What the UN report on Gaza left out

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Two pages of the United Nations Human Rights Council’s recently released report on the 2014 Gaza conflict tell just about the whole story. The report, the work of the Human Rights Council’s Independent Commission of Inquiry, provides 183 pages of facts, legal analysis and conclusions about the conduct of Israeli forces and Hamas and other armed groups in Gaza. Although the report attempts to present at least an appearance of balance, let’s remember that beauty is only skin deep. Unfortunately, the report is replete with faulty legal analysis, unjustified presumptions and an astounding willingness to take Hamas’s claims at face value coupled with an unrelenting skepticism about Israeli efforts to comply with the law of war.

Back to those two pages, which sum up neatly the flaws in the report’s use and analysis of international law and its presentation of information. First, near the beginning, the commission summarizes the key principles of the law of war governing the conduct of hostilities: distinction, proportionality and precautions. What the report states about these principles is correct; it’s what it omits that is so significant.

{mosads}The principle of distinction states that all parties to a conflict must distinguish between those who are fighting and those who are not, and only direct attacks at the former. As such, it is an essential principle of the law of war and the foundation on which the law’s core purpose of protecting civilians from the dangers of war rests.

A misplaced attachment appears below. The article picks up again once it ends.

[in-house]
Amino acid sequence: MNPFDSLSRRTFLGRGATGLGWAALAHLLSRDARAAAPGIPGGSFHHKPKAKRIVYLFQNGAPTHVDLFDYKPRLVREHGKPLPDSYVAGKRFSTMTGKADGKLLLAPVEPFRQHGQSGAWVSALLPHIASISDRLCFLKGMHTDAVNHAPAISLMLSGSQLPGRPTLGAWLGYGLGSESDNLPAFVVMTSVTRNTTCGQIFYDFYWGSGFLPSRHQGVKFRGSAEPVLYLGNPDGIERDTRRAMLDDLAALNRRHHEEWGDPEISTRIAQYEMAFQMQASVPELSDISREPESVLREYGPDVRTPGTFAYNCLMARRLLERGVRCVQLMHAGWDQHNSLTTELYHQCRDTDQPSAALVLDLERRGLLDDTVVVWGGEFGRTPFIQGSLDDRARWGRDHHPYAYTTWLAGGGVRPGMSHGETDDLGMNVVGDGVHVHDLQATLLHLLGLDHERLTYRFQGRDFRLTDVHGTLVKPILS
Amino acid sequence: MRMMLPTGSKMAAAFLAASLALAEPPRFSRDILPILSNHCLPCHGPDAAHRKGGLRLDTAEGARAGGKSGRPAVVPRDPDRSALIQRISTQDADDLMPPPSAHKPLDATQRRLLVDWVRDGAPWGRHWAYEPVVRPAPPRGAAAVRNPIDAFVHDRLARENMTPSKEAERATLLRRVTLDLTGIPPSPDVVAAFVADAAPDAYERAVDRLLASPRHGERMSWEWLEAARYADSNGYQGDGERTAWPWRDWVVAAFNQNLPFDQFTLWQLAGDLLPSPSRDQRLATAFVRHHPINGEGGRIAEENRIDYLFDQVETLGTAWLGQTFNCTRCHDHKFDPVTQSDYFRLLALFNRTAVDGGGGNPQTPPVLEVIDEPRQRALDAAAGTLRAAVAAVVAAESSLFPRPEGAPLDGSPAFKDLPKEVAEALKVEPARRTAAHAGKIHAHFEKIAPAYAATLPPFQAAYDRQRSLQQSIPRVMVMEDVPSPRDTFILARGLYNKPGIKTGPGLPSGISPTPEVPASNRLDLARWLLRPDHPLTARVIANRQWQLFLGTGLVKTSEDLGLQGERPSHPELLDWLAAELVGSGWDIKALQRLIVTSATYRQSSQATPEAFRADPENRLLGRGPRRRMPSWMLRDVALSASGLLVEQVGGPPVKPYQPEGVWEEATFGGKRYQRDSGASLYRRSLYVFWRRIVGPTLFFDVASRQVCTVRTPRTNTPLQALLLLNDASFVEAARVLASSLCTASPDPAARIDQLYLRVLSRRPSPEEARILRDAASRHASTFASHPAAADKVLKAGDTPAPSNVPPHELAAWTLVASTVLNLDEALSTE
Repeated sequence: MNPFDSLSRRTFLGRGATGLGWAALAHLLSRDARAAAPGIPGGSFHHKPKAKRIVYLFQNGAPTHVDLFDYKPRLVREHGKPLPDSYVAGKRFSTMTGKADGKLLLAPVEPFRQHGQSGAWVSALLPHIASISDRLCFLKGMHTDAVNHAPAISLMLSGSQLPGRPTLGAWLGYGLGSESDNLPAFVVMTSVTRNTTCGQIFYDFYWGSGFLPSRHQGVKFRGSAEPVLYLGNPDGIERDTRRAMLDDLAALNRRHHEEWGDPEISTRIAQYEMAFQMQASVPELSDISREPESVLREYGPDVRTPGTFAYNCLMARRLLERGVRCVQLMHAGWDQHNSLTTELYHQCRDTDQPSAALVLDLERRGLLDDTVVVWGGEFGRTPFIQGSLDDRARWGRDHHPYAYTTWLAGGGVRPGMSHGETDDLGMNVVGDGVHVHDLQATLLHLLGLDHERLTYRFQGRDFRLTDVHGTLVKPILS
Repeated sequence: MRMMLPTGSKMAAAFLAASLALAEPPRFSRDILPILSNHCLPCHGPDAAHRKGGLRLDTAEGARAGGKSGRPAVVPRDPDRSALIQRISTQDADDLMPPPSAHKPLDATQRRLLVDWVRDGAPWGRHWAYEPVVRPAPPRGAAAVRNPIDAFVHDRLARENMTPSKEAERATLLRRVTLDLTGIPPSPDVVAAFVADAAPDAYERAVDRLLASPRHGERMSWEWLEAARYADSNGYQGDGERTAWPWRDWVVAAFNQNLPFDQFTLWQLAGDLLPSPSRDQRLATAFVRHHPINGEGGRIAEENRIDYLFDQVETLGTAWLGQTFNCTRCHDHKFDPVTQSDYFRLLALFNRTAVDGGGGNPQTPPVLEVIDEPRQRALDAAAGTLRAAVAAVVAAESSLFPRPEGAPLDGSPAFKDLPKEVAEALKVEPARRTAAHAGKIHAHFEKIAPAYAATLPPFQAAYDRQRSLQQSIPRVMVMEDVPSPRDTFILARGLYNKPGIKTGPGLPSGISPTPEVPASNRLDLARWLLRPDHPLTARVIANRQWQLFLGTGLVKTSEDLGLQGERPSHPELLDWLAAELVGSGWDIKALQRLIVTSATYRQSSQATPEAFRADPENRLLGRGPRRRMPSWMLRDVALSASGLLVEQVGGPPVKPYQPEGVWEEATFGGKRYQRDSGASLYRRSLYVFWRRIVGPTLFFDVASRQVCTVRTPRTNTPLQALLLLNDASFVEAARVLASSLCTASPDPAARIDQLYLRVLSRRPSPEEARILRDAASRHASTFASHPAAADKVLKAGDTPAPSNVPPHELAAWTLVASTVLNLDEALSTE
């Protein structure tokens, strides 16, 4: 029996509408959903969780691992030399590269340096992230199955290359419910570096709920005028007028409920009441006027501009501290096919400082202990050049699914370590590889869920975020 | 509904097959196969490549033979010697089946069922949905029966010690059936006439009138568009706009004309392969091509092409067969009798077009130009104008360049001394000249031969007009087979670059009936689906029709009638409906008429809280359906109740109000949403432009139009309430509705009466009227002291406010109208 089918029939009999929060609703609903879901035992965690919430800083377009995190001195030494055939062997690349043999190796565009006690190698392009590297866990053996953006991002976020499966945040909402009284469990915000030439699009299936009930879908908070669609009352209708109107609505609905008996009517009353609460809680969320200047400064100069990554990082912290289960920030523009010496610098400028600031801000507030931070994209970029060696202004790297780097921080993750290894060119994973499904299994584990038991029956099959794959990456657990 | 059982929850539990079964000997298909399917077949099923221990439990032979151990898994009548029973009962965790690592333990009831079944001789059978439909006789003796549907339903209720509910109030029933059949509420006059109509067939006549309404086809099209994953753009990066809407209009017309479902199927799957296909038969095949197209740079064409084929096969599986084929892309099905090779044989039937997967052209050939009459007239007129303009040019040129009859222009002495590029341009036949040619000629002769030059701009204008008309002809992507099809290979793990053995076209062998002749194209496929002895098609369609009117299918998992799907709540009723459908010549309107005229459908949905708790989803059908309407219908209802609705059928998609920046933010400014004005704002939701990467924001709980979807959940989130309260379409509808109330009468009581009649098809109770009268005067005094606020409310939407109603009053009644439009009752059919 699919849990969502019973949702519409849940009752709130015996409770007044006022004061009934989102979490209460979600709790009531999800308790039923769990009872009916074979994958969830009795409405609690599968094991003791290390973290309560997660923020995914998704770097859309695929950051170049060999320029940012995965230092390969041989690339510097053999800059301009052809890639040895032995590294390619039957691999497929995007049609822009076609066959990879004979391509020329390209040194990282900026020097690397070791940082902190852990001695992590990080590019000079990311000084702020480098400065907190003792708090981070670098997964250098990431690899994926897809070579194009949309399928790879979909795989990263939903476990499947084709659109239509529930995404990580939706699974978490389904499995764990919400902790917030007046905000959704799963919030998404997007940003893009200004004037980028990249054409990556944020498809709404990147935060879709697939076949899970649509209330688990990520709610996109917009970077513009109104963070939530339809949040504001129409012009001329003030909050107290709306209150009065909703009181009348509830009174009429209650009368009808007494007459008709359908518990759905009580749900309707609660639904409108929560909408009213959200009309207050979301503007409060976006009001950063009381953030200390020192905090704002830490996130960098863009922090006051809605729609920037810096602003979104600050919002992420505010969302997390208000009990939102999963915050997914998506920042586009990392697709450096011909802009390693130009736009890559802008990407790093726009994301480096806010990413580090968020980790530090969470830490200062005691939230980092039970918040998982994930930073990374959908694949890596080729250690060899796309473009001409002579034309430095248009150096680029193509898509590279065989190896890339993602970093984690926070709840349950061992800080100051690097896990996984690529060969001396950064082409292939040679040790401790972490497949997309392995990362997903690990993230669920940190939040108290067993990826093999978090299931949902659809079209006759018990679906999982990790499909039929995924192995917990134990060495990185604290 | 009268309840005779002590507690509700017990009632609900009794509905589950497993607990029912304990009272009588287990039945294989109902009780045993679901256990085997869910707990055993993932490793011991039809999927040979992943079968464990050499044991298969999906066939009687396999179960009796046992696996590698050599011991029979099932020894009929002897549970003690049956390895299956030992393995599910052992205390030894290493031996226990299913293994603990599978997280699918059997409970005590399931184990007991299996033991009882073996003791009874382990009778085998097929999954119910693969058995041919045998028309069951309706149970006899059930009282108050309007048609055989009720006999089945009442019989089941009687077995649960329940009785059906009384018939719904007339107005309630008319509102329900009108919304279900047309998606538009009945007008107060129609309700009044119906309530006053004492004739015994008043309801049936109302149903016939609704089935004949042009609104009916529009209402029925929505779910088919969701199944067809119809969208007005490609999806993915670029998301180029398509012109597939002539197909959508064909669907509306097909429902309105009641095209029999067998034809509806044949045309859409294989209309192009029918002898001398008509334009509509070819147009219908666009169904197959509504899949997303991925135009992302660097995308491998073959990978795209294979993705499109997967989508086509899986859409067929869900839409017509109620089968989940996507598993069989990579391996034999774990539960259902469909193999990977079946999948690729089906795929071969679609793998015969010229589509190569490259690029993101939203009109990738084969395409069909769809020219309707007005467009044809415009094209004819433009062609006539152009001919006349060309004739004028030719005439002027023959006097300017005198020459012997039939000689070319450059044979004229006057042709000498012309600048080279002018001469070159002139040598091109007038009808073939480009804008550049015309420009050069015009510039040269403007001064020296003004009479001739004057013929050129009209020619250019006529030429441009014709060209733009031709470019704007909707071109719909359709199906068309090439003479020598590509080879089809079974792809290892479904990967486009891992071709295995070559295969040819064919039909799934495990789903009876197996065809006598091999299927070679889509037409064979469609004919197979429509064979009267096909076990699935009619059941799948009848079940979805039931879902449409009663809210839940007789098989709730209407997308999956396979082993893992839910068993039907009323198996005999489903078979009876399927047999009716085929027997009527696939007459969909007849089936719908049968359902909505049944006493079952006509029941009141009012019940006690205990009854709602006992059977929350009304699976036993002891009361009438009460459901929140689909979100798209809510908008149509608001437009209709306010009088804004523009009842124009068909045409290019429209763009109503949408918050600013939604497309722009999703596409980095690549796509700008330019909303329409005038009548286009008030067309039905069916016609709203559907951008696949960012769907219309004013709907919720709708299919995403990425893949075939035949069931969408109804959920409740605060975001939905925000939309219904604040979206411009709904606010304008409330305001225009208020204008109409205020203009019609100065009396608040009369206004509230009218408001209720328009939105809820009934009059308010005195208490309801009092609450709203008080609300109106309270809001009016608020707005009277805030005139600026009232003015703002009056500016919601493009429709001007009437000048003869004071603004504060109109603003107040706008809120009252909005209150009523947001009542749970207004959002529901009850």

The principle of distinction also requires, however, that persons who are fighting distinguish themselves from those who are not — if you are a soldier or fighter for an armed group, you must differentiate yourself (by uniform, arm band, insignia or other method) from civilians, those who are not fighting. This obligation is just as important as the first component of distinction explained above; indeed, it is easy to see how the obligation to distinguish oneself from uninvolved civilians is central to the protection of such civilians.

And yet the commission simply omits this aspect of the principle of distinction altogether. One is left with the impression, therefore, that the law of war only imposes obligations in choosing the target of an attack and ignores the dangers of fighters comingling with civilians, using civilian infrastructure for military purposes or disguising themselves as civilians to gain a tactical advantage (such as a suicide bomber). This impression, however, is entirely erroneous. The law of war prohibits perfidy (disguising oneself as a civilian in order to benefit from the law’s protections while launching an attack); using protected objects, such as hospitals or religious buildings, for military purposes; and using civilians as human shields. All of these prohibitions rest on the principle of distinction and the obligation for those who are fighting to distinguish themselves from those who are not.

In the context of conflict in Gaza, where Hamas and other armed groups deliberately — as they themselves proclaim — comingle with the civilian population and turn the failure to distinguish into an art form, this omission is remarkable in its shortsightedness and the message it sends about the report’s methodology.